A White House spokesman, Eric Schultz, declined to comment, saying that visas are issued free from political interference by other federal agencies.

Mr. Boehm, the former Pennsylvania prosecutor, said Senate ethics rules allowed members of Congress to reach out to the administration on behalf of a constituent. “Members of Congress do a lot for their constituents,” Mr. Boehm said.

“These folks are not his constituents,” he added, referring to Mr. Menendez.

See the whole report here: Ecuador Family Wins Favors After Donations to Democrats. 

Pardon me? Ah, yes, the vomitorium is next door to the right, please don’t make a mess.

NBC also did some related reporting on this story:

In 2011, current and former officials said, the U.S. Consulate decided there should be no more waivers for Estefania Isaias. They had grown increasingly concerned about allegations of visa fraud by Estefania and other wrongdoing by her family, sources familiar with the case said.

Current and former officials say Menendez and his staff started making repeated phone calls, sending emails and writing letters to then Secretary of State Hillary Clinton and her former chief of staff Cheryl Mills.
In 2012, after Menendez contacted Clinton’s office, the State Department recommended that the Department of Homeland Security approve the visa waiver — and it did, overruling the decision made by U.S. consular officials in Ecuador.
Regarding the Isaias visa case, Menendez Communications Director Tricia Enright told NBC 4 New York that unnamed sources are again “peddling garbage to smear the senator,” adding that campaign cash played no role in this case.

“In this case, our office believed Ms. Isaias was wrongly denied approval of a waiver allowing her to work in the US on her H1-B visa , a waiver she had received six times before any engagement by our office,” Enright said.

Enright added the Senator was just one of several members of Congress who contacted the State Department, the U.S. Consulate in Ecuador and Homeland Security in asking for an independent review of Estefania Isaias’s visa case.
A U.S. State Department spokesman said it receives 100,000 inquiries from Congress each year about consular-related issues. “It’s not uncommon for these requests to be received through the office of the Secretary, and we give great attention to every congressional inquiry, reviewing each on its individual merits, no matter where it’s received,” said state department spokesman Alec Gerlach.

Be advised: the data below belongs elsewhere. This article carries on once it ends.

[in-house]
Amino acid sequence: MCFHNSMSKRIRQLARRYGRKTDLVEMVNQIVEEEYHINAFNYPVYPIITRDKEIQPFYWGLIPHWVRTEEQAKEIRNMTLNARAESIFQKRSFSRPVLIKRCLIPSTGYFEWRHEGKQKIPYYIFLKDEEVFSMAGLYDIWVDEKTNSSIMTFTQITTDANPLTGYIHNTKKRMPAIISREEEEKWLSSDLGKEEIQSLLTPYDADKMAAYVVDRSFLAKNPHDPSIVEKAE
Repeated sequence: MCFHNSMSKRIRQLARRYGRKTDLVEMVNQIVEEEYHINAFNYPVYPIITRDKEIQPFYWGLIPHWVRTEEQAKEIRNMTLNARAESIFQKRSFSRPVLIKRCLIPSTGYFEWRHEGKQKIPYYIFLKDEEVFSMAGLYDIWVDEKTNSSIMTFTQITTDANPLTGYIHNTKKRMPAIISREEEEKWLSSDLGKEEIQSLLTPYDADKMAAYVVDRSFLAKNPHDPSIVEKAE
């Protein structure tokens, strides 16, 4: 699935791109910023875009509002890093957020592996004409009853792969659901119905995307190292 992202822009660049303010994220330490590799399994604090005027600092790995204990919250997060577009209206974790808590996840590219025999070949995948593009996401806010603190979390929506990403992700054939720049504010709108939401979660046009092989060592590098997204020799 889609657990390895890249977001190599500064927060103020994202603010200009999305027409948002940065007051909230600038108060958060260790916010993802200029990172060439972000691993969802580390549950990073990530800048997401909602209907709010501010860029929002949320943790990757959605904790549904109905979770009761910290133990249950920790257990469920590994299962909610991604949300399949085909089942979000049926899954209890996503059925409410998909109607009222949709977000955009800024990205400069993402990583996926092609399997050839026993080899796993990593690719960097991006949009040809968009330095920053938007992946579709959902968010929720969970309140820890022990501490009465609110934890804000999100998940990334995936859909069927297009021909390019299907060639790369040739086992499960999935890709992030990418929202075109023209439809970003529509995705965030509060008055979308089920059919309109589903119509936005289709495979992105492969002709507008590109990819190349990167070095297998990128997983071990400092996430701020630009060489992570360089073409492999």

There are lots of things that should bother us about this story.

First, it makes one wonder why an elected congressional representative would reach out to the State Department on behalf of a visa applicant who is not even a constituent.  Why? This individual is from Ecuador, the last time we look, even rich Ecuadorans are not allowed inside our voting booths. Is there a new kind of foreign constituent services in Congress that we should all be aware of?

When a consular officer determines that the applicant is ineligible to receive a visa, the visa application is denied. The Immigration and Nationality Act does contains provisions for certain ineligible applicants to apply for waivers of their ineligibility. Senator Menendez’s spox basically says, the Senator was just one of several members of Congress who contacted the State Department about this case, why are you picking on him?  So, how many congressional members sent howlers to the Visa Office concerning obtaining a waiver for this case?  Should we file this under the WTF/WHY folder?

Second, isn’t it time to put all these congressional inquiries in public domain, searchable by names of visa applicants, names of congressional representatives who send these congressional inquiries to the State Department and/or our embassies overseas, and cross-referenced to a database for political contributions?  We have people overseas whose jobs consist solely of answering letters from congressional representatives demanding why whatshisname and his cousin or neighbor did not get a visa. Yes, it’s time for a searchable database, something similar to POGO’s Foreign Influence Database. Maybe we can get Congress to pay for something like that? [Insert wink here].